Let's end this somewhat disjointed (but fascinating) post by listening to Julie Andrews and watching Jane Darwell in her last role (3:49) together.

Saturday, February 18, 2017

Andrew Lloyd Webber gets writer's block

Don't cry for me, __________.

San Diego.
Cairo, Egypt.
Kansas City.
Costa Rica.
San Francisco.
Salt Lake City.
Glasgow, Scotland.
Brick, New Jersey.
North Dakota.
Rapa Nui.
Stockholm, Sweden
Perth, Australia.
Macon, Georgia.
London, England.
Ellis Island.
Fort Worth, Texas
Bangkok, Thailand.

I think I'll stop for today. Nothing seems to be working.

Hey, Evita, want to go out for pizza?

Thursday, February 16, 2017

The expectation versus the reality

I had high hopes that my grandson's years at university would be something like this:

The University of Illinois Men's Glee Club sings "Gaudeamus Igitur" (1:36)

But so far they are turning out to be more like this:

That's him, er, he with the DU on his palms.

Oh, well -- you're only young once.

Saturday, February 4, 2017

No mayonnaise in Ireland*

*attributed to an author named Will Stanton in a 1971 article in Reader's Digest.

I hope this post won't be too esoteric for you, dear reader, but if it is, it simply can't be helped.

If the title alone seems pretty esoteric, let me explain. It is one of the most famous lines the English poet John Donne ever wrote, expressed in our old friend Anguish Languish.

I'll prove it to you. In 1623, in an essay we know as Meditation XVII, Donne wrote:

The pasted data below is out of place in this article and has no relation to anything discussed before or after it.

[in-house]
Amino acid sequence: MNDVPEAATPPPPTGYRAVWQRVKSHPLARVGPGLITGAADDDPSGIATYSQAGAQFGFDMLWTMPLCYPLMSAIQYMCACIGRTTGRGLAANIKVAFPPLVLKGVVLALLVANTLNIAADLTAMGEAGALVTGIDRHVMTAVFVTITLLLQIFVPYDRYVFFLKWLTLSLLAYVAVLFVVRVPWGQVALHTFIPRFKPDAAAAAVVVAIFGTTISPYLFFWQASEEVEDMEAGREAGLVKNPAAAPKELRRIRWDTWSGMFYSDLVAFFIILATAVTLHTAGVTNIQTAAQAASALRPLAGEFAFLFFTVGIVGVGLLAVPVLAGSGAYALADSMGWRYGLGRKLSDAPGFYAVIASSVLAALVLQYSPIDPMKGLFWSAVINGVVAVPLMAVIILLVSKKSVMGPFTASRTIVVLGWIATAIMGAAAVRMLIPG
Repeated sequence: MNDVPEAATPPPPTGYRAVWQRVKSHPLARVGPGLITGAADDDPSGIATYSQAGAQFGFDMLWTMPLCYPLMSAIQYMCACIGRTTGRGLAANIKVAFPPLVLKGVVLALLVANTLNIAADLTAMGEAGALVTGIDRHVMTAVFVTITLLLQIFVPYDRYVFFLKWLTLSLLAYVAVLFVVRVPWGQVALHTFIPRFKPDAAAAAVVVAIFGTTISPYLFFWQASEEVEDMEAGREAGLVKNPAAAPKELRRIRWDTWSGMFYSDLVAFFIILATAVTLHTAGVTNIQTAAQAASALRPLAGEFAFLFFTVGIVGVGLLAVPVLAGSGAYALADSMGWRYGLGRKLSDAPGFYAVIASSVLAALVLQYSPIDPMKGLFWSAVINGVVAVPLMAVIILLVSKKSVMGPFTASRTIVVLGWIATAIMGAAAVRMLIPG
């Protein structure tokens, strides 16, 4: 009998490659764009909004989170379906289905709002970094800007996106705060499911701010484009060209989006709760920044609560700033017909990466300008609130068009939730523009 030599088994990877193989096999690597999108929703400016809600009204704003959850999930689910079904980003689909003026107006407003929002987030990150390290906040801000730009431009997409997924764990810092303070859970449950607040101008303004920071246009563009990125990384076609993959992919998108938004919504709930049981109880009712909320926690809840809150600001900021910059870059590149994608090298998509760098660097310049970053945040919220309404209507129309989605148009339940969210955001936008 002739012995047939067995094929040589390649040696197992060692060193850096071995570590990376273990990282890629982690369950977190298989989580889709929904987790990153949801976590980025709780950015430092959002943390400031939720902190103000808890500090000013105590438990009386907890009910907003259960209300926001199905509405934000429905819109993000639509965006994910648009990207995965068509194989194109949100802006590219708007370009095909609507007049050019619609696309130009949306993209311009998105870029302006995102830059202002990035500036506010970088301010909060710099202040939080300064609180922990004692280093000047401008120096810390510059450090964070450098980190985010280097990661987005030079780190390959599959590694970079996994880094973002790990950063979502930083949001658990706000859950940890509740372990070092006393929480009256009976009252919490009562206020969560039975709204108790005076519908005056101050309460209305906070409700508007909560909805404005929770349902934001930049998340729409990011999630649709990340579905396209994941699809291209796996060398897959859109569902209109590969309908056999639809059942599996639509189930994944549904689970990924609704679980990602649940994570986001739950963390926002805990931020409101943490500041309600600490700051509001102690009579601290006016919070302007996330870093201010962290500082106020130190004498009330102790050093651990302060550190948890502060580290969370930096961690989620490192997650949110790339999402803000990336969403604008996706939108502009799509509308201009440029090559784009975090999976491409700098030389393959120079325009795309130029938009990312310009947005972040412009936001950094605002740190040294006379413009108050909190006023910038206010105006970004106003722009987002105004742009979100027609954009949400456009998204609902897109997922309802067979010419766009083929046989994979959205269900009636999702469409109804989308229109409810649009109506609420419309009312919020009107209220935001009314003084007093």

No man is an island, entire of itself; every man is a piece of the continent, a part of the main. If a clod be washed away by the sea, Europe is the less, as well as if a promontory were, as well as if a manor of thy friend’s or of thine own were. Any man’s death diminishes me, because I am involved in mankind; and therefore never send to know for whom the bell tolls; it tolls for thee.

You see what Will Stanton did there. No mayonnaise in Ireland. This is where you laugh politely or groan and roll your eyes, whichever you feel is more appropriate.

Which brings us to Yorkshire Pudding's riddle.

In his spare time my cyberfriend Yorkshire Pudding likes to take long walks in his native Yorkshire and then blog about them afterward. He recently posted the following:

"On the edge of Low Bradfield I came across [a] disused building. I thought it was an old barn but then I spotted an early nineteenth century plaque above one of the doors. It reads like this "1826/ Rebuilt at the Curate's sole cost./Nemo soli sibi natus". Translated, the Latin phrase means "Nobody is born alone". Why would such a plaque appear on a barn? I have been unable to solve this riddle."

I shall now attempt to solve Yorkshire Pudding's riddle, "Why would such a plaque appear on a barn?"

The phrase "Nobody is born alone" had a familiar ring. It reminded me of a somewhat similar statement in the fourteenth chapter of the book of Romans in the New Testament:

7 For none of us liveth to himself, and no man dieth to himself.

Here it is in the Vulgate, the fourth-century Latin version of the Bible:

7 Nemo enim nostrum sibi vivit, et nemo sibi moritur.

In context, the passage turns out to be all about the Lord (surprise, surprise!) as the next verse says, "Whoever lives lives unto the Lord, and whoever dies dies unto the Lord; therefore whether we live or die, we are the Lord's." Since many who read this blog are atheist, however, we will not go down this road any further.

I do definitely think, however, that the sentiment on the barn plaque has its roots in the passage from Romans.

In my research I discovered that the same quotation, Nemo soli sibi natus (Nobody is born alone), was also placed over the church door in Ecclesfield in 1695. The following is from page 202 of The History of the Parish of Ecclesfield: In the County of York:

"[Vicar Edward Mansel] also rebuilt the parsonage-house in 1695, over the door of which he placed this inscription, which, or a copy of it, is still just within the entrance of the present Vicarage:

Edward Mansel. Vicar 1695.
Nemo Soli Sibi Natus.
Vivat Rex.